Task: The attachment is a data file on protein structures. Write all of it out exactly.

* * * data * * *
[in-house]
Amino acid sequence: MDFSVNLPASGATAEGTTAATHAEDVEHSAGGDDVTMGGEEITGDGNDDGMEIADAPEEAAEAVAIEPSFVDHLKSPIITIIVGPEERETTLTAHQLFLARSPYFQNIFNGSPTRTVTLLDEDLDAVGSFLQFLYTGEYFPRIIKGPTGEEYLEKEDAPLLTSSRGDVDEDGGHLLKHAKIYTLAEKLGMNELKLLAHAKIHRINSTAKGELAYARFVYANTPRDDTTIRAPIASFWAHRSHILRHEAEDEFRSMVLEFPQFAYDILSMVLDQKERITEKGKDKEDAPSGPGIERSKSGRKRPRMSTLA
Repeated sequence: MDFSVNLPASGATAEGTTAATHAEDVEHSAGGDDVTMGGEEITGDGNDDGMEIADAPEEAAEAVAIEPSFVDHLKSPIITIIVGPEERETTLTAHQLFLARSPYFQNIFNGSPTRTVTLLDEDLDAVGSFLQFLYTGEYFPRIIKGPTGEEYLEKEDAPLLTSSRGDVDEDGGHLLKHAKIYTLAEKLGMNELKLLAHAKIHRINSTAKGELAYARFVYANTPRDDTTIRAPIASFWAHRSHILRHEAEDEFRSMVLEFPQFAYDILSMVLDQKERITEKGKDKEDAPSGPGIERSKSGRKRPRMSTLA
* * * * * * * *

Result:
[in-house]
Amino acid sequence: MDFSVNLPASGATAEGTTAATHAEDVEHSAGGDDVTMGGEEITGDGNDDGMEIADAPEEAAEAVAIEPSFVDHLKSPIITIIVGPEERETTLTAHQLFLARSPYFQNIFNGSPTRTVTLLDEDLDAVGSFLQFLYTGEYFPRIIKGPTGEEYLEKEDAPLLTSSRGDVDEDGGHLLKHAKIYTLAEKLGMNELKLLAHAKIHRINSTAKGELAYARFVYANTPRDDTTIRAPIASFWAHRSHILRHEAEDEFRSMVLEFPQFAYDILSMVLDQKERITEKGKDKEDAPSGPGIERSKSGRKRPRMSTLA
Repeated sequence: MDFSVNLPASGATAEGTTAATHAEDVEHSAGGDDVTMGGEEITGDGNDDGMEIADAPEEAAEAVAIEPSFVDHLKSPIITIIVGPEERETTLTAHQLFLARSPYFQNIFNGSPTRTVTLLDEDLDAVGSFLQFLYTGEYFPRIIKGPTGEEYLEKEDAPLLTSSRGDVDEDGGHLLKHAKIYTLAEKLGMNELKLLAHAKIHRINSTAKGELAYARFVYANTPRDDTTIRAPIASFWAHRSHILRHEAEDEFRSMVLEFPQFAYDILSMVLDQKERITEKGKDKEDAPSGPGIERSKSGRKRPRMSTLA